wherein the composition of the material constituting at least one of said sealing metals comprises 25 to 55 wt % of Ni, 0.02 to 1.0 wt % of Si, 0.02 to 1.5 wt % in total of Si and Mn, and substantially the residual content of Cu.
4. A vacuum interrupter comprising:
a vacuum container which includes an insulation tube made of ceramics and having openings at both ends thereof, and sealing metals for hermetically sealing said openings respectively; and
a pair of contacts which are disposed in said vacuum container so that these contacts can contact detachably to each other;
wherein the composition of the material constituting at least one of said sealing metals comprises 25 to 55 wt % of Ni, 0.02 to 1.0 wt % of Si, 0.02 to 1.5 wt % in total of Si and Mn, 5.0 wt % or less in total of Fe and Co, and substantially the residual content of Cu.
Description
BACKGROUND OF THE INVENTION

The present invention relates to a vacuum interrupter applicable to use for switches employed in power plants, transformer substations and the like plants or stations.

Generally, vacuum interrupters are provided with an cylindrical insulation container made of alumina porcelain whose both end openings are sealed hermetically with sealing metals so as to allow the internal pressure to be reduced below 1×10-2 Pa. In the vacuum container a pair of contacts (electrode) are disposed so that these electrodes contact detachably to each other. The surface of both end openings of the alumina porcelain is provided with a metallized layer formed through coat-baking a powder of Mo-Mn or the like material thereon so as to make possible brazing between the surface and the sealing metals, respectively. Incidentally, the seal-brazing between the insulation container and the sealing metals is carried out at a temperature of 780° to 1000° C. In addition, an corrosion resistance agent is coated over the sealing-metal surface.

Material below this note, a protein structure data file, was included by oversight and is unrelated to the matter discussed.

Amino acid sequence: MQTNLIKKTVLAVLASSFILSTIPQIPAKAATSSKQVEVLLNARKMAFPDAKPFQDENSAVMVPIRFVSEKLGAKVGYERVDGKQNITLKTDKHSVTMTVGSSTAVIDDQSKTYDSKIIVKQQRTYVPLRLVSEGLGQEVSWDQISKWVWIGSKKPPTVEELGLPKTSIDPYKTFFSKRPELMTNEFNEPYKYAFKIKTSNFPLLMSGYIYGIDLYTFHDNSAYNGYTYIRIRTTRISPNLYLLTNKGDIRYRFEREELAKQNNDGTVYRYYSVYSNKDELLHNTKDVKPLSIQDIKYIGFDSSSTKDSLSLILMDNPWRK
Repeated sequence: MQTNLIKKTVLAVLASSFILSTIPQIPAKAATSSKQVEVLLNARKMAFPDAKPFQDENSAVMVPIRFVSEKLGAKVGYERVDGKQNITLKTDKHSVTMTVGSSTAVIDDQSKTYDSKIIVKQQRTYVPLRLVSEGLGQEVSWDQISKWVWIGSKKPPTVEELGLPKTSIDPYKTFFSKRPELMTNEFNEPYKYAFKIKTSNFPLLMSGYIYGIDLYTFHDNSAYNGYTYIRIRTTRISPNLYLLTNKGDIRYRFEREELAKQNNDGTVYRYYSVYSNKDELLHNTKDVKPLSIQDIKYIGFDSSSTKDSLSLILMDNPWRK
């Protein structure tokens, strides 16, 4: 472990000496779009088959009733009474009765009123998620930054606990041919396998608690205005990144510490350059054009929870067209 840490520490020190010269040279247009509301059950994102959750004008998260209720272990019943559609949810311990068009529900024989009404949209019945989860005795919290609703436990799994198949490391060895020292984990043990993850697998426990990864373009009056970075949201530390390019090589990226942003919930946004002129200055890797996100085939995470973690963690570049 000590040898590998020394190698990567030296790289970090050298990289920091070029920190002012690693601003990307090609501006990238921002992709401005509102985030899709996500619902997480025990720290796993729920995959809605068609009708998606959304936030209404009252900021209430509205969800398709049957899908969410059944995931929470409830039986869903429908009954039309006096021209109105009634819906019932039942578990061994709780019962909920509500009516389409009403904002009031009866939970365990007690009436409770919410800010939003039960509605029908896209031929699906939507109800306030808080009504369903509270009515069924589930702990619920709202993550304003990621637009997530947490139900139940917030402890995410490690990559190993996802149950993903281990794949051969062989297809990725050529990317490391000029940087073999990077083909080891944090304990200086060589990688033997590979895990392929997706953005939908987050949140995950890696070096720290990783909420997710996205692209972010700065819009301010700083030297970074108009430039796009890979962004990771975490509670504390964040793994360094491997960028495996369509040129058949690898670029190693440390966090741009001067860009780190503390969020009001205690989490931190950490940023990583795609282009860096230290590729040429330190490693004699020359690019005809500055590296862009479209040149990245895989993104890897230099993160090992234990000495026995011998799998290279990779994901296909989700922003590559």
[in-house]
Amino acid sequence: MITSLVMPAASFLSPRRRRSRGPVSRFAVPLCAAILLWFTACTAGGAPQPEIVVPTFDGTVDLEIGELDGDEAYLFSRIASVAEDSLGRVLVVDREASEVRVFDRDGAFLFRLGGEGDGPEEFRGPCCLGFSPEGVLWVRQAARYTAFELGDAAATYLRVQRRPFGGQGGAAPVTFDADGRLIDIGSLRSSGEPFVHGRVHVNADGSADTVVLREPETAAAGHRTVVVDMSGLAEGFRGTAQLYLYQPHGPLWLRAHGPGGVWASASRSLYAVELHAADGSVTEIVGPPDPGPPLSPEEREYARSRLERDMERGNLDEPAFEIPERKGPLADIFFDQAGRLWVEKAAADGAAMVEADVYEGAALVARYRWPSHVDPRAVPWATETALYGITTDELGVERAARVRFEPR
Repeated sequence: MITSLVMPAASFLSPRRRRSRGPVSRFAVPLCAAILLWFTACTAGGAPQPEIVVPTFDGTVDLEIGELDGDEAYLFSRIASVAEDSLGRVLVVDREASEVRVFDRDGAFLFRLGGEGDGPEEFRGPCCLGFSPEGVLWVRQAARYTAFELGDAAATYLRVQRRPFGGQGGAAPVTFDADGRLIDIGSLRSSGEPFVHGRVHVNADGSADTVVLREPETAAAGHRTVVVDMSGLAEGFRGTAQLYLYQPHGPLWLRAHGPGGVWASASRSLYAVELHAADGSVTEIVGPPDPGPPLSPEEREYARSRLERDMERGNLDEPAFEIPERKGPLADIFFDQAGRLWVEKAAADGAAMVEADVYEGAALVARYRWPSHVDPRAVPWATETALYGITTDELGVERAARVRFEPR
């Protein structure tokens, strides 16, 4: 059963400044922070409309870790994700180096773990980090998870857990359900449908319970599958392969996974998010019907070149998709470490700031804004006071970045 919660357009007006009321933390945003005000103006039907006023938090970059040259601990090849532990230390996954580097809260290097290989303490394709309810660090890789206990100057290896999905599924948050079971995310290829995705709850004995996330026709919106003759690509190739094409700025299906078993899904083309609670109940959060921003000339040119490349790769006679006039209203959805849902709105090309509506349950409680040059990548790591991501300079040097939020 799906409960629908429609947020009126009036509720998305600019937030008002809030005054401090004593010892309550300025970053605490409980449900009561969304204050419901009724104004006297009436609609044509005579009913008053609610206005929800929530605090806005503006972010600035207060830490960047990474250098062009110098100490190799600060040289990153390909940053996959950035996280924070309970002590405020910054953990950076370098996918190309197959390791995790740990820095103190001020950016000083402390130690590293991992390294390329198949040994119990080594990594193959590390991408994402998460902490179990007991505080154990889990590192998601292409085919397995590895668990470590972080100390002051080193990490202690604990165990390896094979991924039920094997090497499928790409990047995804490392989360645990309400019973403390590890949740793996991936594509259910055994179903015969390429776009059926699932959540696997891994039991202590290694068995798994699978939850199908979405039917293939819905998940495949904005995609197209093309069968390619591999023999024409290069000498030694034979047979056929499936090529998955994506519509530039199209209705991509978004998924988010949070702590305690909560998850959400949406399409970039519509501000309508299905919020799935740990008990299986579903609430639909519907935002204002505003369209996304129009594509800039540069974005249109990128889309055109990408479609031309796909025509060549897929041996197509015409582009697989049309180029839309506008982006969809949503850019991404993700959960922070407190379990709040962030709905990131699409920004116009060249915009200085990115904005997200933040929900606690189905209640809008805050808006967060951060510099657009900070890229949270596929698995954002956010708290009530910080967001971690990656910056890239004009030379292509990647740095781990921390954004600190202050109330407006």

As is well known, the vacuum interrupter is required to be highly reliable. In particular, since the interior of the interrupter on operation must be kept at a highly vacuum state for a long time, it is necessary to take much-care over the sealing portion. Namely, at the conjunction between the insulation container and sealing metals, two substances different in the thermal expansion coefficient contact with each other. Therefore, the difference between their thermal expansion coefficient to be generated on brazing in a high temperature range, such as 780° to 1000° C, causes internal stress which can not be ignored. Accordingly, amelioration of the internal stress is now considered as one of countermeasures to enhance the reliability of the vacuum interrupter.

To solve the problem, the material for constituting the sealing metal has been selected so far from alloys, such as 42Ni-Fe and 17Co-29Ni-Fe alloys, having a thermal expansion coefficient on brazing close to that of alumina porcelain.

However, the conventional vacuum interrupter mentioned above still includes inconveniences as described below.